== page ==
Shannon Whitmore explores the spiritual benefits for children of fathers who live out their faith in a very visible way.
Do you remember how old you were when you chose to assume your family’s faith as your own? I was a junior in high school. My husband was in college when he experienced his “re-version” (a conversion-like experience for those who might be considered cradle Catholics). Many of my friends started taking their faith seriously in high school or college, but more of them actually lost their faith during that time. Now that I’m a mother, that knowledge has left me concerned.
What can I do to give my children the best chance at remaining faithful as they get older? What is the difference between those children who never lose their faith and those who do? What did their parents do differently? In my experience as a youth minister, I have found a very solid indicator for a child’s future faith life. Do you want to know what it is? It’s probably not what you think.
What’s the best thing that mothers can do to make sure that their children remain faithful? Make sure that their husbands live their faith in an authentic, visible way.
Consider these statistics from this 1994 survey that looked at the likelihood that a family’s religion would pass from one generation to the next. If both mother and father regularly attended church together with their children, 33% of children will remain faithful, 41% will become “irregular” churchgoers, and 25% won’t attend church at all. If only the mother attended with their children, only 3% of children remained faithful, 37% became irregular, and a whopping 60% of children will stop attending church altogether. The numbers are still quite a bit higher than I am comfortable with, but the truth is clear: mothers, if you want your children to remain faithful, you need to make sure that your husbands live out their faith in a visible way.
If you’re wondering why this might be the case, consider these three reasons why a father’s faith life is the greatest indicator of his children’s future dedication to their religion of origin.
- When fathers do not attend church with their children, it’s easy for adolescents and young adults to view worship as a “women and children” affair. Obviously, this point is more relevant to boys, but nowadays, it can be applied to girls as well. If a boy sees that his father doesn’t attend Mass, he can easily reach the conclusion that church, and faith in general, is just for girls. Attending Mass is only something he’ll need to do until he’s grown up and no longer a child. Even girls might be tempted to believe that going to church and praying regularly are tailored more toward a “traditional” woman who is “only” a wife and mother. A girl with aspirations to succeed in this “man’s world” might believe that she is better off leaving such a “womanly” habit behind.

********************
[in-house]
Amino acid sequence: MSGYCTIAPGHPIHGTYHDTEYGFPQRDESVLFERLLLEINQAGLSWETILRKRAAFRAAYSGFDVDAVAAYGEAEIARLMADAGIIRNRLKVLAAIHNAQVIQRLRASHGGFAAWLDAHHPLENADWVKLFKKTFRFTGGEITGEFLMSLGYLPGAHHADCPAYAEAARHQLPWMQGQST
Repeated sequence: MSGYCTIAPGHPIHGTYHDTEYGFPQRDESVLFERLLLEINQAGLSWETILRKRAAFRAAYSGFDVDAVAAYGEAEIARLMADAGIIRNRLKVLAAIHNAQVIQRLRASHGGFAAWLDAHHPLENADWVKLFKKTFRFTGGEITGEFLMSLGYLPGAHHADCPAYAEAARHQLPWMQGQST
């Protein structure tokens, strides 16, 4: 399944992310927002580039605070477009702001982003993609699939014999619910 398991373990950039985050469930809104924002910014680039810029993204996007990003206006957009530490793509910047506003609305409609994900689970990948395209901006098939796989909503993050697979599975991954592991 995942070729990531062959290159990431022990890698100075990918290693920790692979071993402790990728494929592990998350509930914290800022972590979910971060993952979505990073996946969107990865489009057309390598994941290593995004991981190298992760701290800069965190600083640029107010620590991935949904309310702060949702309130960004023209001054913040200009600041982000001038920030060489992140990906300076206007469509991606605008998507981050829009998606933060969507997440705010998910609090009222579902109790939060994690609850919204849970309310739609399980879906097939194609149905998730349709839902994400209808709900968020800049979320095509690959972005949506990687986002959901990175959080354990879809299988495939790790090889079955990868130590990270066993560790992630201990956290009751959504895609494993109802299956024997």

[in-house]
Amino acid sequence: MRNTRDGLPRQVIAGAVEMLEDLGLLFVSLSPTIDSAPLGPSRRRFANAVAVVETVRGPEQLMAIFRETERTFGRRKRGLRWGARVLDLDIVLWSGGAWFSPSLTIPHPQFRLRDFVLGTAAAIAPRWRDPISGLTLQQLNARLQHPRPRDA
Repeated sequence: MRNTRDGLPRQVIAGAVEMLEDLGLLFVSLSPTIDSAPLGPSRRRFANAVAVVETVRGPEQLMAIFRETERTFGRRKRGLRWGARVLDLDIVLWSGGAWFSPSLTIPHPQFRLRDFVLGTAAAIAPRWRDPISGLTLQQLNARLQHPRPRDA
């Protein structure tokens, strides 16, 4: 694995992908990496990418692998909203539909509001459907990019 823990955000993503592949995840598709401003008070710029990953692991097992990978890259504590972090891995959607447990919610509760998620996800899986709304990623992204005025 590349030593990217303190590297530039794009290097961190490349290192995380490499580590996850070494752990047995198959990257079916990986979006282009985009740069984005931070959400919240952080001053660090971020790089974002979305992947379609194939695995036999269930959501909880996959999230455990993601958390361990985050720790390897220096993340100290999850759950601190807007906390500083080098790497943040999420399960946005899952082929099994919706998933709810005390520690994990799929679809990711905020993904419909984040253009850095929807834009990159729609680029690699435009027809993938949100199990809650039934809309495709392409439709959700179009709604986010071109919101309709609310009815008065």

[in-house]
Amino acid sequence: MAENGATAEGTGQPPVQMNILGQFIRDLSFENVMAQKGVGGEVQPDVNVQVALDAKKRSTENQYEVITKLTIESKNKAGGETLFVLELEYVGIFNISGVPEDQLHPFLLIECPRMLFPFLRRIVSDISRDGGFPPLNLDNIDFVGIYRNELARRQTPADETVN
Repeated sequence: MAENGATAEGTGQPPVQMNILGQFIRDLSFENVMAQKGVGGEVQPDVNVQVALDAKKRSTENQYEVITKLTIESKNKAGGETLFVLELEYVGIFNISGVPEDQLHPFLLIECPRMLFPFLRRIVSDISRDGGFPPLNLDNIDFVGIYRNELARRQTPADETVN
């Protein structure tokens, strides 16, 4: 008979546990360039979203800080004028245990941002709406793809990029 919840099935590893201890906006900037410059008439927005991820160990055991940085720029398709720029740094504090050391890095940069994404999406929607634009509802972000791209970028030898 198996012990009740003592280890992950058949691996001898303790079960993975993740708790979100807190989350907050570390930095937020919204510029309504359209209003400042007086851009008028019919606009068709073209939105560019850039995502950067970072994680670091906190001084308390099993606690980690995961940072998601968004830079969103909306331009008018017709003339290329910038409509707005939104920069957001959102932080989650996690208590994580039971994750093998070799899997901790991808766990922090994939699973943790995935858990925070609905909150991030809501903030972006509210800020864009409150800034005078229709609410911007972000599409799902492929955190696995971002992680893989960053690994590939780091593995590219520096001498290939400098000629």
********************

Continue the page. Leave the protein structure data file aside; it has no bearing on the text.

- Psychologically, as children grow up and begin to consider their place in the “outside world,” they increasingly look to their fathers for guidance, especially in households where the mother works primarily in the home while the father works primarily outside the home. If your mom usually stays at home while your dad works, you might be more inclined to look to him for ideas on how to act in public. If your dad goes to church with the rest of your family, you’ll be more inclined to believe that going to church is part of living in the “outside world.”
- Children whose fathers are not as involved will struggle to understand and accept that God is a Father, and many children will associate the lack of involvement they see in their earthly father with a lack of involvement in their Heavenly Father. This is probably the strongest explanation for why so many children stop practicing their religion of origin as they get older. If a child has an uninvolved father, one who doesn’t attend social events, academic gatherings, or religious activities, they will most likely develop an understanding of God as a father who is also uninvolved. And most people don’t want to worship a God who is uninvolved, or worse, doesn’t care about you.
So if you’re like me and you’re worried about your children’s future faith, get your husband to go to church with you. Encourage him to pray in front of his children. Have him lead your family in prayer on a regular basis. Let your children see his faith. If you and your husband have agreed that your children’s future faith life is important, make sure he realizes just how important his role is.
And if your husband isn’t devout and has no interest in changing his behavior? Focus on what is in your control, and never forget the power of intercessory prayer. St. Monica knows all about persistence in prayer, antagonistic pagan husbands, and wayward children.
Saints Monica and Augustine, pray for us!
Discussion Question: How does your husband live out his faith in ways that his children can see? How might he live out his faith more visibly in front of his children?
Copyright 2020 Shannon Whitmore
Image copyright 2020 Shannon Whitmore. All rights reserved.
About the Author
Shannon Whitmore currently lives in northwestern Virginia with her husband, Andrew, and their two children, John and Felicity. When she is not caring for her children, Shannon enjoys writing for her blog, Love in the Little Things, reading fiction, and working in youth ministry. She has experience serving in the areas of youth ministry, religious education, sacramental preparation, and marriage enrichment.